Shakespeare may have said that a rose by any other name would smell as sweet, but you can’t smell taxes and the principle doesn’t apply to them.
The evidence? Call the estate tax a death tax and suddenly support for it drops, even among people who agree with it in principle, whose communities would benefit from it, and who would benefit from it personally, as Frank Luntz showed.
I support shifting taxes from some areas to taxing greenhouse gas emissions, but as far as language goes, as a carbon-based life-form, I don’t like the sound of taxing the basis of my life.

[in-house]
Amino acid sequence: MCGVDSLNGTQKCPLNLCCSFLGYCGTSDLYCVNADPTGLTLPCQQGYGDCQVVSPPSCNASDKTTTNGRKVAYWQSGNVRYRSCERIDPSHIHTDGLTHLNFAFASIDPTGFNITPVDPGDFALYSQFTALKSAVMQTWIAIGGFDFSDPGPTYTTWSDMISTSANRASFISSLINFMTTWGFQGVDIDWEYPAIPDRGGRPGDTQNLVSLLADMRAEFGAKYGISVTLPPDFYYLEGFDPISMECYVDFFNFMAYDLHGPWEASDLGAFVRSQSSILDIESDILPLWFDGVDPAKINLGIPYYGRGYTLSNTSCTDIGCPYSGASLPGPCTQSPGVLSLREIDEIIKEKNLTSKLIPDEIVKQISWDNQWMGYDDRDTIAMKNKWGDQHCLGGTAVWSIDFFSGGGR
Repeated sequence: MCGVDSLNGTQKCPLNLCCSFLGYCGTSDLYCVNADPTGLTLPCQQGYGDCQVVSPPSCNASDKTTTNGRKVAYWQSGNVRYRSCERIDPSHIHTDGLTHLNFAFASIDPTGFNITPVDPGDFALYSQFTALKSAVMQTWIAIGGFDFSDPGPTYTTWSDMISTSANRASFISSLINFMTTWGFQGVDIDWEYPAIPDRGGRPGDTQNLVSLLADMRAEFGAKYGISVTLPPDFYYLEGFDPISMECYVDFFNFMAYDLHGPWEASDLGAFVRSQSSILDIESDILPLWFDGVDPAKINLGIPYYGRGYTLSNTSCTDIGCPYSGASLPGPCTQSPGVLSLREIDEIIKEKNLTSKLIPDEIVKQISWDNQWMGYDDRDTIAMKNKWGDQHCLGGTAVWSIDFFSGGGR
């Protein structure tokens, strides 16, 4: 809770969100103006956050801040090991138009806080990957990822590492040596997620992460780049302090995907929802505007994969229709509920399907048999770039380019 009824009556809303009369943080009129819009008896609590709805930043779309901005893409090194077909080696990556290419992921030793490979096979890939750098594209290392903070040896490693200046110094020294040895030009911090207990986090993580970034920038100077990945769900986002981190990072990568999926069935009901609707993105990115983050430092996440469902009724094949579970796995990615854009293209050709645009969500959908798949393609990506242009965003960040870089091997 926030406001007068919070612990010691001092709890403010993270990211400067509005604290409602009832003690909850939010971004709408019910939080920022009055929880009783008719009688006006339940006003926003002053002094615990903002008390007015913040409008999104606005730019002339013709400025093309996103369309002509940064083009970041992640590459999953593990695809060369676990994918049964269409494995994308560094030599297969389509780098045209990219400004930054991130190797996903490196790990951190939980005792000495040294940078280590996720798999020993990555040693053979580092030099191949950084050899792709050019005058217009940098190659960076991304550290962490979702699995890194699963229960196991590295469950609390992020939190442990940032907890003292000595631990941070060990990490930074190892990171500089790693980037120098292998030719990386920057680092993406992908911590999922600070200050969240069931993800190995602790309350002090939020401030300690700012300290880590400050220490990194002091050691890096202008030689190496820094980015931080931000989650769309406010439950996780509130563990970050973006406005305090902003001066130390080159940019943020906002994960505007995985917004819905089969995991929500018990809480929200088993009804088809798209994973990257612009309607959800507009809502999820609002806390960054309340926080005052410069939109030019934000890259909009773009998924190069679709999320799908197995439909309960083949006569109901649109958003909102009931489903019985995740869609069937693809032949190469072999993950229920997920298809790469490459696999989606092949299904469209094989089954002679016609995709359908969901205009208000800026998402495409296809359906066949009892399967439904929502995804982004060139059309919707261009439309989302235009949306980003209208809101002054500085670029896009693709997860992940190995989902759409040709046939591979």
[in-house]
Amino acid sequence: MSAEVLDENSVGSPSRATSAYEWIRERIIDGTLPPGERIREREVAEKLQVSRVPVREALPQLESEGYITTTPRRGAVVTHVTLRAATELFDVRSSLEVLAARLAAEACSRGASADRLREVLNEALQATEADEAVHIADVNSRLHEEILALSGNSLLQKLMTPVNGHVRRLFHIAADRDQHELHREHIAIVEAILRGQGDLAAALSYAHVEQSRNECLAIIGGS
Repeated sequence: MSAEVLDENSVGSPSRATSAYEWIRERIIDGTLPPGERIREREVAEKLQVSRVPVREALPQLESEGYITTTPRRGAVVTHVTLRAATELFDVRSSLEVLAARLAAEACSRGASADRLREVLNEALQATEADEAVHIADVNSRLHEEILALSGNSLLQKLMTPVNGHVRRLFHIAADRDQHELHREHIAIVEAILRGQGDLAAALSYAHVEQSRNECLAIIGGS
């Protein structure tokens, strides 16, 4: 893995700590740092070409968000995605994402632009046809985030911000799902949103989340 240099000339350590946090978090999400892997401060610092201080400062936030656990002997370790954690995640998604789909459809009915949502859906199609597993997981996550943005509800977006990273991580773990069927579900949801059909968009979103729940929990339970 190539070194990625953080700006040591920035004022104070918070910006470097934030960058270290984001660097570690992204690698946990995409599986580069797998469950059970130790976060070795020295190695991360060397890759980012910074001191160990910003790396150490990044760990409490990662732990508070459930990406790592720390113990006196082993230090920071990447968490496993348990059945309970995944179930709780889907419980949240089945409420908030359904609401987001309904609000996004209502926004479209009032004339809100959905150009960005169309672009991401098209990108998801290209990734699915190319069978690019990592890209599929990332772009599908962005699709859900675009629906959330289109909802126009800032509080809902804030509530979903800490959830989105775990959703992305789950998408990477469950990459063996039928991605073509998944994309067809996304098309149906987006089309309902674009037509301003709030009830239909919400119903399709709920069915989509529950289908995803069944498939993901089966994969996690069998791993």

The problem that the tax will, I hope, contribute to solving isn’t even carbon, an innocent element that cycles throughout the biosphere. Nor is it even carbon dioxide, or carbon dioxide in the atmosphere.
The problem is too much greenhouse gas emissions and pollution, whose costs to clean up everyone has to deal with, while only the people emitting benefit. That is, the problem is poor accounting of externalities polluting and overheating the earth.
I propose stopping calling it a carbon tax, vilifying the innocent element, and calling it instead an “externality tax,” “pollution tax,” or even “overheating the Earth tax” if you’re not into the whole brevity thing.
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